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Currently, the FDA does not require growers, food manufacturers, or seed sellers to label their products as genetically engineered. It is a purely voluntary system for which, as you can imagine, there have been few takers. Agribusiness corporations know from public opinion polls that demand for genetically engineered food is low and that demand for labels is high. Labeling could translate into commercial failure for genetically engineered foods - precisely the reason that biotechnology companies and agribusiness giants are trying to keep labels off their genetically engineered food products.
Because of horizontal gene transfer, organic fields can become contaminated by genetically engineered pollen from nearby fields. Such contamination can occur via the wind, from pollen stuck to bees, or even when neighbor farmers share equipment. Because of this contamination, even a farmer who uses organic seed and follows organic standards perfectly can still be unwittingly growing and selling genetically modified crops. Only expensive, sophisticated tests can reveal the contaminant DNA.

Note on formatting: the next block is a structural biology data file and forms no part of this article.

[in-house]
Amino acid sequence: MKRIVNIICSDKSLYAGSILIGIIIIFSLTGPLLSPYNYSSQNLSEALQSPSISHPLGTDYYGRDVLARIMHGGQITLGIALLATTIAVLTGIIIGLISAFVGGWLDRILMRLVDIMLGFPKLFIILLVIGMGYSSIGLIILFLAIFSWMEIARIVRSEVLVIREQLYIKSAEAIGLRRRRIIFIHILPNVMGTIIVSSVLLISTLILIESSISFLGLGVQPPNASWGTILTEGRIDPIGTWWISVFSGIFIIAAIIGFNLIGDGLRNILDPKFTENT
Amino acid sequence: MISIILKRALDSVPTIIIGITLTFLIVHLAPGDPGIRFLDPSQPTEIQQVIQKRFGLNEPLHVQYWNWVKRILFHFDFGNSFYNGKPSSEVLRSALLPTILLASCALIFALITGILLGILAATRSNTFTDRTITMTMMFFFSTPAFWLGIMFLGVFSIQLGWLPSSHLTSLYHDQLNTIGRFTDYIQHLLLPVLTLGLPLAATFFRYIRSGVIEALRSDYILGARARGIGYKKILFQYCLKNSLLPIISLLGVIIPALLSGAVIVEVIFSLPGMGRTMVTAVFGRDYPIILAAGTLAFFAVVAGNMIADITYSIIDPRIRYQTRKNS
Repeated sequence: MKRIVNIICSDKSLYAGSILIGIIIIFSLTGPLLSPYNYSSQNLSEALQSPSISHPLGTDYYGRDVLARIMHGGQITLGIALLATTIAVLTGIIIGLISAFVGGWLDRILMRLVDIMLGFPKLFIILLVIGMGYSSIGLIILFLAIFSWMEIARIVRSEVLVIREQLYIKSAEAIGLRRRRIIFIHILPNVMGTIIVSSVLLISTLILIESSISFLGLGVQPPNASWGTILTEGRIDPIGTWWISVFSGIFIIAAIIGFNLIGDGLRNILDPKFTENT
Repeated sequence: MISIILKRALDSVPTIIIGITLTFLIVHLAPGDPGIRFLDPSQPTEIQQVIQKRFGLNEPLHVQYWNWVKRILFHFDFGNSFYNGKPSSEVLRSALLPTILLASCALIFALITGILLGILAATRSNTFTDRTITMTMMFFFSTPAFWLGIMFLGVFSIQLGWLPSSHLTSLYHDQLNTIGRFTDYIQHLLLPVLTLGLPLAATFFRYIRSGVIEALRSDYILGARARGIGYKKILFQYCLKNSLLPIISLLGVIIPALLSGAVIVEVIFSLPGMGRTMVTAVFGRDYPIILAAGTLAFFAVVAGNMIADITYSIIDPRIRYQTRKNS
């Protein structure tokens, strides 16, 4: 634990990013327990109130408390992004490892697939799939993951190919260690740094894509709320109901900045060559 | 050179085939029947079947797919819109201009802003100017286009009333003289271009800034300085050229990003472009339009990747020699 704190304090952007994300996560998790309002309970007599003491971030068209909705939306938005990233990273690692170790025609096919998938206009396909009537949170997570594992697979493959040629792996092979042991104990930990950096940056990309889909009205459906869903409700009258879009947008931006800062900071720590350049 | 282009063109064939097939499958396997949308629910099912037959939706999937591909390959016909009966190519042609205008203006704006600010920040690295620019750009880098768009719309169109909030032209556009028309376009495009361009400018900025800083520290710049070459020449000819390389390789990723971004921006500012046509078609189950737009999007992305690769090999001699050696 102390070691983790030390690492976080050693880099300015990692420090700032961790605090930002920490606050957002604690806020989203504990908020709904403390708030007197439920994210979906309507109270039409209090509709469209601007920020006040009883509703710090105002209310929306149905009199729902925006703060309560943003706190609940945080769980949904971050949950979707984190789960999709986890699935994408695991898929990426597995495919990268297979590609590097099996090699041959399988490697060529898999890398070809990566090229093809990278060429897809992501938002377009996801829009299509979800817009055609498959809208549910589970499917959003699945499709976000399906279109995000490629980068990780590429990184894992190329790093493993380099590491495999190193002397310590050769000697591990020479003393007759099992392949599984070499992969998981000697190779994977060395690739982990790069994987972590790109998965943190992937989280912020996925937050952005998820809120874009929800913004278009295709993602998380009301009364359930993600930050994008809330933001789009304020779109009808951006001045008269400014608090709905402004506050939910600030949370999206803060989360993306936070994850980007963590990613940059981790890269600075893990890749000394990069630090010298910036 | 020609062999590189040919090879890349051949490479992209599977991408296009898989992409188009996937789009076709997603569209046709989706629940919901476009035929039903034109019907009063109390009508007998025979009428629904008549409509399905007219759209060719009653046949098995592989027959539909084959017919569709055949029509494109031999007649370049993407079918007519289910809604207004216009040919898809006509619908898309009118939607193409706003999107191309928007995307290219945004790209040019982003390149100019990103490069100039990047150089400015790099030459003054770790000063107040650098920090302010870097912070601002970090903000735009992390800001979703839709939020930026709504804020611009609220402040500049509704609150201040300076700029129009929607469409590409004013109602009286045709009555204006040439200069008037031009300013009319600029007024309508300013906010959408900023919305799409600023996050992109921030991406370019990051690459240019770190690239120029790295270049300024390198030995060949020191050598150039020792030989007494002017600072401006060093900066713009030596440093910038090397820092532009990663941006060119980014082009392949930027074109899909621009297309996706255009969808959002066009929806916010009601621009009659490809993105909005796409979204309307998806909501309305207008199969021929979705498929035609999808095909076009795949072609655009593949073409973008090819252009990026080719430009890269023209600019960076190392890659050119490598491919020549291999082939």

Food producers often use soybeans or corn from many different sources and growers. In the United States, genetically engineered crops have not been segregated from normal crops, and therefore many food producers cannot tell consumers or grocery stores if their product contains genetically engineered ingredients.
Eating organically grown foods is currently the best way to avoid genfood. This option is not foolproof, however: Even organic growers and backyard gardeners can be duped into buying genetically engineered seeds because many seed packages are not well labeled either. In fact, in Monsanto's current New Leaf Product Guide and Seed directory, the term "genetically engineered" never appears. Farmers unfamiliar with genetic engineering may not even realize what they are buying, growing, or putting on supermarket shelves.